Working from home in the early months of the COVID-19 pandemic became the norm for many Canadians. But for others, it was the height of construction season. So, unable to work from home, they braved extended stays at remote work camps.
Keeping those camp-based workers safe required careful thought and planning, strong but flexible processes, and a healthy dose of compassion.
In this week’s blog post, we look at measures to keep workers safe and healthy at construction camps across the country.
Companies like Outland, a division of Dexterra, provide camp facilities and services for workers in pipeline, mining, forestry and other major industries. Services include catering, housekeeping and maintenance, and ensuring a positive guest experience through access to recreation facilities and activities.
Safety is always a primary concern at work camps. So, complying with COVID-19 public health restrictions strengthens protections that are already robust. And that’s helped prevent outbreaks at work camps, which could have serious consequences.
Among the extra measures put in place are increased dining times to avoid long service lines, expanded kitchen facilities, and additional recreation space.
“It’s a balance. We want to ensure the safety of guests and our own employees and, at the same time, we must do our best to avoid degrading the guest experience,” says Peter Cameron, Outland’s director of business development. “That means adding resources to maintain our high service standard and comply with public health requirements.”
The company also had to adapt procedures to provide comfortable isolation accommodations in camps. “If workers have even mild symptoms, they must isolate until they’re tested for COVID,” notes Cameron. “We manage their isolation in a thoughtful manner. So, an attendant brings them their meals and checks on them frequently. That way they’re not completely by themselves.”
Construction camp service companies have many similarities in how they address quality and safety. “Safety information is not treated as proprietary,” says Cameron. “A perfect example is our safety database, which provides collective knowledge that we can all use to improve. And we’re doing our best to bring learnings from other industries’ best practices to our clients, wherever we can.”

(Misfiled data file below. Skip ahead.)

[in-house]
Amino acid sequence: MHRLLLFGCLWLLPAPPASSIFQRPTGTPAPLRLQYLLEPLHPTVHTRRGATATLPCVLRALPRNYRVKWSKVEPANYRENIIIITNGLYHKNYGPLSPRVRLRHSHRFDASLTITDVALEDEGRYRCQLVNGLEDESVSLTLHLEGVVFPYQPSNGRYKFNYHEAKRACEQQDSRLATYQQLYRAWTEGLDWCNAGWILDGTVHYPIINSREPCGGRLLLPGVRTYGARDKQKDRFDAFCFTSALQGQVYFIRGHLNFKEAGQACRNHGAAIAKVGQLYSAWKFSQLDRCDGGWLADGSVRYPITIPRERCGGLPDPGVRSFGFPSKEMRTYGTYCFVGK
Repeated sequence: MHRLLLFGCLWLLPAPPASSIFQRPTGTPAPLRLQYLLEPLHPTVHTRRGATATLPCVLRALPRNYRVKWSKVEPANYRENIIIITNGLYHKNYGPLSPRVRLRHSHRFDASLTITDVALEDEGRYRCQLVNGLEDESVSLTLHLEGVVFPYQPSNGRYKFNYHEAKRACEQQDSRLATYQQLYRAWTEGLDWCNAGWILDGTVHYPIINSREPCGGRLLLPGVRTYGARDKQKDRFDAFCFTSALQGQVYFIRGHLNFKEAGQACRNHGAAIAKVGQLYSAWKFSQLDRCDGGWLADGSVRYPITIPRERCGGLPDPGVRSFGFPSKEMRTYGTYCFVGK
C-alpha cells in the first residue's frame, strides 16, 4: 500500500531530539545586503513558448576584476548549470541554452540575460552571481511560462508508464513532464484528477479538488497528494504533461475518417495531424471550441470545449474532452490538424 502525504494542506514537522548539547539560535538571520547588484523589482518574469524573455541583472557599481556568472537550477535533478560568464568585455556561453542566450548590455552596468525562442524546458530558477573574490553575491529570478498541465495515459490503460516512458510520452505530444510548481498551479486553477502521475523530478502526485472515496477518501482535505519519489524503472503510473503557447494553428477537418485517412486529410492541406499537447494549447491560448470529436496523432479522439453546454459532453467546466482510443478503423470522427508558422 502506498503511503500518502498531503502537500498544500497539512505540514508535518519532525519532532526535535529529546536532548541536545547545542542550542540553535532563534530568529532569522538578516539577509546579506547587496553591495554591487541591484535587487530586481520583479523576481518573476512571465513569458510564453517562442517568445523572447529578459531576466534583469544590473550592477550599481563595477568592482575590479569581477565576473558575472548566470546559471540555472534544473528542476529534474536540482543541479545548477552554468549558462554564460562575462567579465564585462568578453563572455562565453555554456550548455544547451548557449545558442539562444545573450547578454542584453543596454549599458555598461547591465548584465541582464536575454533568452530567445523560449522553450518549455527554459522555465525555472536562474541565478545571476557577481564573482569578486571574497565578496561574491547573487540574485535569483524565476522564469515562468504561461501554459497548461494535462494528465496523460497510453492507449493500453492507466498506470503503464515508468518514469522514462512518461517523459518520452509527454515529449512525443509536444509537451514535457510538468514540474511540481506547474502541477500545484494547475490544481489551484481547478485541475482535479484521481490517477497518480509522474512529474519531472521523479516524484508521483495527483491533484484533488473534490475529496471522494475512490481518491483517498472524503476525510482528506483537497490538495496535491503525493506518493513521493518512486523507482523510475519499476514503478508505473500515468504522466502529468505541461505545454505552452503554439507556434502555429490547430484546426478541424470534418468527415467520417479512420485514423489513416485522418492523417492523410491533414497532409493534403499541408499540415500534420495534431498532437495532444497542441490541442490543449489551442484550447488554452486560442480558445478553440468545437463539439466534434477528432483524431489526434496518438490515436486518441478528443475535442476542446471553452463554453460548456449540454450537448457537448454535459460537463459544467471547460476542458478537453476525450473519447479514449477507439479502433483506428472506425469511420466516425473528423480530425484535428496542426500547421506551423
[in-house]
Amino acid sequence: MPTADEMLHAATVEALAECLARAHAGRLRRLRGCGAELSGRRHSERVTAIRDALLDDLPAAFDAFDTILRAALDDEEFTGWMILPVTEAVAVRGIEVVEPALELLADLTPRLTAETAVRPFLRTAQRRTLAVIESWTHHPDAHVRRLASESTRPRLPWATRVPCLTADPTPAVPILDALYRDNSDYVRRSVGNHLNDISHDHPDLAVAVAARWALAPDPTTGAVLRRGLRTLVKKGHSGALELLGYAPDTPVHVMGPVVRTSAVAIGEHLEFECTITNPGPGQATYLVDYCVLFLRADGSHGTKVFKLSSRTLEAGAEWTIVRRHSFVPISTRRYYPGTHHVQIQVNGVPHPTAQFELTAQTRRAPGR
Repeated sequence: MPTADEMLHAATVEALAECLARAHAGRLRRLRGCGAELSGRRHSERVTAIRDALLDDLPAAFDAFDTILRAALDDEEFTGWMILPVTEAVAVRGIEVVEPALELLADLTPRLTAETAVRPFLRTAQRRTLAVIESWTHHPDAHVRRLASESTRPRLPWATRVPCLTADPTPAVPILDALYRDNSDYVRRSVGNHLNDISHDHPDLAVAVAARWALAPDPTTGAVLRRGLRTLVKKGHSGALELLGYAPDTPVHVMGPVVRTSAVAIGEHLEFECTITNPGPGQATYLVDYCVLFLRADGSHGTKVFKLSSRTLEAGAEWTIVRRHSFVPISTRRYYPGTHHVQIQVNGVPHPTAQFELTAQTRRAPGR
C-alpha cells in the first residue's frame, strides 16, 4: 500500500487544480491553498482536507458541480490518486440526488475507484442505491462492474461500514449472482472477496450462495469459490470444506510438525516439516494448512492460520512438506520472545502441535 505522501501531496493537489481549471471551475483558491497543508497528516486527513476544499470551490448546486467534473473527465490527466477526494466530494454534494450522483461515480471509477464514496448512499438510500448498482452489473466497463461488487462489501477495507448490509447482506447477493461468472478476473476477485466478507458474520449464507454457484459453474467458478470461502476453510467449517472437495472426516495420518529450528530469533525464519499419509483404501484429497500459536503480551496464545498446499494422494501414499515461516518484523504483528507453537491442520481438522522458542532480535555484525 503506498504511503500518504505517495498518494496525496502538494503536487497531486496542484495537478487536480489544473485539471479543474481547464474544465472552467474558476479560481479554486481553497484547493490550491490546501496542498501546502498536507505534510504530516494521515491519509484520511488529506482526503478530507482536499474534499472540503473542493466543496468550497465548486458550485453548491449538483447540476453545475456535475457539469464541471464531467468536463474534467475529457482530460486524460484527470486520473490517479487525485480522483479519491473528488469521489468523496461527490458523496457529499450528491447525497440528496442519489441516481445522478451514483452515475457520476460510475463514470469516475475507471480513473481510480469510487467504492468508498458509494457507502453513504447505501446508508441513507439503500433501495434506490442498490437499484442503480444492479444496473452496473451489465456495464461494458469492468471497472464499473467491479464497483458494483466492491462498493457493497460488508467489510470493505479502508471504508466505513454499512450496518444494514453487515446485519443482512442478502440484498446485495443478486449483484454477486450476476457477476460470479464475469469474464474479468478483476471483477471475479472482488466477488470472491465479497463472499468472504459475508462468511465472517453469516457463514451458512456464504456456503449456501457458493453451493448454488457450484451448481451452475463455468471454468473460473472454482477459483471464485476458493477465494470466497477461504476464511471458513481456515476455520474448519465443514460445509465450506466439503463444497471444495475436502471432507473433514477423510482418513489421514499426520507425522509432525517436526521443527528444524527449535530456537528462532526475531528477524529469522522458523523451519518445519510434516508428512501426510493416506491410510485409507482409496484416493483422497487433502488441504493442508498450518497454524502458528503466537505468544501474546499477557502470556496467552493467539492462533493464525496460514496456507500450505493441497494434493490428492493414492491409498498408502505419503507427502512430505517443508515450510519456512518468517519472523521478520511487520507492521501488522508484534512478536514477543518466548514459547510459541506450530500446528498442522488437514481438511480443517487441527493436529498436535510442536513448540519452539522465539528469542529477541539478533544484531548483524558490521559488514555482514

Cameron explains the company recently passed a spot-audit by one of their major clients. The client checked for COVID compliance and gathered best practices from work camps along the pipeline right-of-way.
With diverse worker populations and communities, Outland also had to be flexible with some schedules. “We typically have a rigid schedule. But in these pandemic times, we need a human approach,” says Cameron.
Some workers wanted to continue working instead of isolating for 14 days in the community when they return home. So, we’re allowing for longer shifts and giving longer periods of time off so workers could be with their families.”
“So much of the Canadian population experienced enhanced home-life balance during the pandemic,” says Cameron. “We’ve tried to adjust to manage that for service workers at camps, but the reality is that with remote locations and the number of tenants gathering from outside, we also have to take every safety precaution.”
As a part of the pipeline supply chain, Outland is a member of the CEPA Foundation. About Pipelines thanks Peter Cameron for sharing his company’s experience keeping workers safe during the pandemic.
Read some of our other blogs on how the industry has kept workers safe during the pandemic: